Chingmei was born on a winter’s night in Lungshan, a village surrounded by wooded hills high on the eastern banks of the Yellow River.

“Aiya! A girl!” wailed her father. “And at night! She is born to be lazy!”

But Chingmei more than made up for the sons her father craved. She eagerly worked alongside the other villagers, growing and harvesting sorghum - from this they made wine to sell downriver in the city of Lu.
             At the age of ten, she was betrothed to Honglun, a childhood friend.

The Emperor needed repairs made on the Great Wall in the West. His troops were sent to cut down the trees from the surrounding hills around Lungshan. Chingmei and Honglun grew up to the sound of axes hacking and trees falling. As their age increased, the forests decreased until by the time of their marriage, the hills were bare, denuded and silent - birds no longer woke the villagers with their morning chorus. They had disappeared as did all the forest animals.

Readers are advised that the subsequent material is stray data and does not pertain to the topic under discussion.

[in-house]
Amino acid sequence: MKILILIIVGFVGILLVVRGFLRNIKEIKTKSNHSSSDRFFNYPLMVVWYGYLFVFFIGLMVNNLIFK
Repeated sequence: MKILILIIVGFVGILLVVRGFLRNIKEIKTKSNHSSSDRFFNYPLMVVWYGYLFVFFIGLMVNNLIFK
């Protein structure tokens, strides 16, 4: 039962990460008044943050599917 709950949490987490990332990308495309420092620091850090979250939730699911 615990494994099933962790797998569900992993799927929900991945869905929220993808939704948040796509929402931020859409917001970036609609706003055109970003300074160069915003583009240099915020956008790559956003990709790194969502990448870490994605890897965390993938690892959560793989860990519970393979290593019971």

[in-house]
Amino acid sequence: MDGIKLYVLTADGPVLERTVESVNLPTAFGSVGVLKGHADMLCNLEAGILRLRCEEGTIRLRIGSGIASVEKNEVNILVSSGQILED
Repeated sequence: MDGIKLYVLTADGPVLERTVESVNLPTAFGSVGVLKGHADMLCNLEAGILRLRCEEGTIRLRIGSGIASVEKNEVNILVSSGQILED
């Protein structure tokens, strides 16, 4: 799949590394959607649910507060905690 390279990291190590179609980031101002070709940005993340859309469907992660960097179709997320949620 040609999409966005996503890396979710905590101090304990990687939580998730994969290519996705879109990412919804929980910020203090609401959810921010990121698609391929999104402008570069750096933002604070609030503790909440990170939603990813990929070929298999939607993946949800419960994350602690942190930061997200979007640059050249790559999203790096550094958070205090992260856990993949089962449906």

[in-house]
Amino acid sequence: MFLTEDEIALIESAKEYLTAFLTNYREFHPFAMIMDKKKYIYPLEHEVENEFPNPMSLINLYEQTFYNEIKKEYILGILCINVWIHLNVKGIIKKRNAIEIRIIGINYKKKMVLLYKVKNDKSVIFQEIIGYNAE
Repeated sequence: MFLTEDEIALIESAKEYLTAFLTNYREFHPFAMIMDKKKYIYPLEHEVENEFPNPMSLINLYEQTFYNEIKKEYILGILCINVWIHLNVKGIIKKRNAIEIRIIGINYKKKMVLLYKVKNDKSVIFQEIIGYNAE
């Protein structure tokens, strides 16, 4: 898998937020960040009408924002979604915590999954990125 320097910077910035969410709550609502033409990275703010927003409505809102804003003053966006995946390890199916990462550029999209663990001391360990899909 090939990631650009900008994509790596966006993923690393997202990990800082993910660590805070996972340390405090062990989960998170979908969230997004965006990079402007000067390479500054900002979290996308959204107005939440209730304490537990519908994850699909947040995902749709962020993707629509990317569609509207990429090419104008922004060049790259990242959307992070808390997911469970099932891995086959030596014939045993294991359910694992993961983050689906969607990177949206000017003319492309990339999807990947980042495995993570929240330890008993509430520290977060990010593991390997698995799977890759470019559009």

The plundered the land turned to dust.              

 The following year the emperor’s army returned and marched away every male between the ages of thirteen to fifty to work on the Wall. Lungshan resounded with the weeping of women and children. From that day on only the sounds of dogs barking and roosters crowing disturbed the melancholy stillness that had settled over the village.

   Three months later, Chingmei bore a son whom she named Xinfook - New Luck. He was the first boy to be born in Lungshan since the men were taken and all rejoiced. Each evening Chingmei would look towards the setting sun, longing for her husband and her aging father. She prayed to the Moon Goddess for their safe return. The seasons passed, her prayers remained unanswered.